2. Combined expletives. Combine two of your favorite cuss words and get something like shfuck. According to Urban Dictionary, shfuck means, "To say shit and fuck in the same or one word. Not to be confused with the physical act of both words." (Thank goodness they clarified that definition, you know?)
Two good options, I think, but not great because part of the allure of a word comes in ease of use. The only way I won't laugh when using the first choice is if I learn to say them in their native languages. And the second option, while valuable, is still just a variant of fuck, right?

So I'm back to where I started in the first place. Fuck, fuck, fuckity-fuck.


Wednesday, June 24, 2015

No Interest

I woke up to this the other day:



I think I'm the only one who would reply NO to such an invitation. Therefore, I have no plans to bother answering. (In the few minutes it took me to alter the screen shot, a couple more YES responses popped up. By the end of the day, most people tagged in the post had replied in the affirmative.)

Tuesday, June 23, 2015

Solving Problems

Today I thought about cracking open an alcoholic beverage before noon. BEFORE NOON! I'm not a drinker, so you know what kind of day I'm having. But I don't feel like complaining, so I'm only going to say this:


Monday, June 22, 2015

This Moment

The clear moments of lucidity remind me of who she used to be. In those moments, she usually expresses her anger. Anger at us for being involved in her life at all. Anger for coming in and taking over. Anger at stating the obvious: there's a problem. Anger for pushing a condition into her face that can, on good days, force her to remember that she's in denial.

"I don't know why you have all this...stuff...that talks about memory loss," she'll say. She forgets that she printed the information out years ago, that she's been collecting stacks, possibly reams of articles, hoarding them in a box, away from friends and family. She's been aware of the problem for more time than we ever knew, it seems. It's a shame she never had the fortitude to see a doctor, get examined, allow someone to prescribe medicine. Perhaps then, where were are now would be someplace different.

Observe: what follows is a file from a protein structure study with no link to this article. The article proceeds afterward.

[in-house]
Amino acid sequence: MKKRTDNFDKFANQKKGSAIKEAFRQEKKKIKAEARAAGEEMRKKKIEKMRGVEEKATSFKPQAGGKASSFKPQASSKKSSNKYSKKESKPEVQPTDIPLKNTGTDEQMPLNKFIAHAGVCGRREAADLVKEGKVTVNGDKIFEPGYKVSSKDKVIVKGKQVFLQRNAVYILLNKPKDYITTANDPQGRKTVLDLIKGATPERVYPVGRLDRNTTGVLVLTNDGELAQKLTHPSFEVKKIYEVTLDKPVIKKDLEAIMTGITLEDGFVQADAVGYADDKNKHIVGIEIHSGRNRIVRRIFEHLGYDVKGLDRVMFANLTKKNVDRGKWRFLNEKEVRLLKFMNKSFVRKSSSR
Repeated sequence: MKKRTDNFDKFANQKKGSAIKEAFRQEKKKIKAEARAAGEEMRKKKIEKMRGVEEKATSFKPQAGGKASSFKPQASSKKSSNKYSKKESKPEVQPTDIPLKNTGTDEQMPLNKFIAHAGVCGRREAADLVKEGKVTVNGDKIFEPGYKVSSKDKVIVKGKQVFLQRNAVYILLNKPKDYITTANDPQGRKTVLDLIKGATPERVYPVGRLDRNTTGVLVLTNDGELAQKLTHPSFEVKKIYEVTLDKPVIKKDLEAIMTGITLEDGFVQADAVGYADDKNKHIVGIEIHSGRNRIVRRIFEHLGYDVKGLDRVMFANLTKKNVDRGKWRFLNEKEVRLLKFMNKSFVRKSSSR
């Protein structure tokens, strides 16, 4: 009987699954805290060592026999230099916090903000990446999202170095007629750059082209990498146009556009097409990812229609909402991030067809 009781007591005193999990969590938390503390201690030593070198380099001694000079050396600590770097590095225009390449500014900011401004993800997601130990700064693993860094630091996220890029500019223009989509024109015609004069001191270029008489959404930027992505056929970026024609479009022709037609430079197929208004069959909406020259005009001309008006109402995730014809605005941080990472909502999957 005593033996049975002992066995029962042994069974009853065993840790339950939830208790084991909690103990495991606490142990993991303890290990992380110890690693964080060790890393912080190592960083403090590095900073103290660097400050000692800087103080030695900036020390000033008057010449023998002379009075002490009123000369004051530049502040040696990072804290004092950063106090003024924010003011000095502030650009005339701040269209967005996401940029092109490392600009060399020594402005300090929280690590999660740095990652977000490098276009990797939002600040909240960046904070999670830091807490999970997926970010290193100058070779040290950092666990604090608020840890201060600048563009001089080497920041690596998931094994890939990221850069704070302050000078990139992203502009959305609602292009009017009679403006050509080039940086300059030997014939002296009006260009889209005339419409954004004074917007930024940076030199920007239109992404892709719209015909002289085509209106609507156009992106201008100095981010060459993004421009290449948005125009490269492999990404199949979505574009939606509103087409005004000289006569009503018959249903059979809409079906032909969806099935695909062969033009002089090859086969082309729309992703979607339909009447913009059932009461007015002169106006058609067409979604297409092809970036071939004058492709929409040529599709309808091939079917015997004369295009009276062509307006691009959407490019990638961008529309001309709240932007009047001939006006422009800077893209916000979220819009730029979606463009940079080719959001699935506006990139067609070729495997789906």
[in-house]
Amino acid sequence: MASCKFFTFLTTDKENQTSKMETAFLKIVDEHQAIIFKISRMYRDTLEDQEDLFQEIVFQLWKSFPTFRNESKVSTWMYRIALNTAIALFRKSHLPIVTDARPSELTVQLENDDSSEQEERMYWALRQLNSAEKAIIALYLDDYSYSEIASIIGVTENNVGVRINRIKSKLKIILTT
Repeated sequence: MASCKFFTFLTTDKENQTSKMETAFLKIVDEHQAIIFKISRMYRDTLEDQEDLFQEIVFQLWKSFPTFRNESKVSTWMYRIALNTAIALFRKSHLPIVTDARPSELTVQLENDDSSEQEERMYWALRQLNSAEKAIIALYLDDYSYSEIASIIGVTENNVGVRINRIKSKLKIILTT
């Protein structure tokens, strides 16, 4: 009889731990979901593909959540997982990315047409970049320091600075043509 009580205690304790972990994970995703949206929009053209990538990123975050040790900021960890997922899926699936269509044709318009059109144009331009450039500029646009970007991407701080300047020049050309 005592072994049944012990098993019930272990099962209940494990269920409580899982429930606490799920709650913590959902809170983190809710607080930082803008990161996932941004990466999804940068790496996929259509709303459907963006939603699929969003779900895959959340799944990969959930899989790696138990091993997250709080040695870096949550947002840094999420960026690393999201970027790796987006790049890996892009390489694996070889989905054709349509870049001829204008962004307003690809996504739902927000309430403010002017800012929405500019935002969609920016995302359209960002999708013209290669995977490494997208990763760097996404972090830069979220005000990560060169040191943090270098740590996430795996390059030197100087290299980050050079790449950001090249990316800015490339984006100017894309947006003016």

But she didn't get any help and we aren't in a different place, and I ask myself now, where are we exactly? Over the last few weeks, she let me come in and do so many things: cook, laundry, medication, a few bills. She fought hard on the last task--I almost had to arm-wrestle her to let me write those checks. It took two minutes for me to do something it now takes her at least ten times that many minutes to do. Could she see how easy it was for me? Did she recognize a smidgen of defeat that day?

I thought so, at first, because after that battle, a few more arose, and I won each and every time. I cleared out a few files, and brought her to an appointment at the senior resource center. Sure the appointment came on the tail end of Dad's fall, as if his falling prompted medical professionals to evaluate any and all adults in the home. Yet years ago, she would have never gone with me to that appointment. She'd have dug her heels into the ground and refused to attend. She would have pulled out a snippy attitude when the nurse practitioner started to ask questions. Quite possibly, she would have gotten up and left the office once she realized why she was there.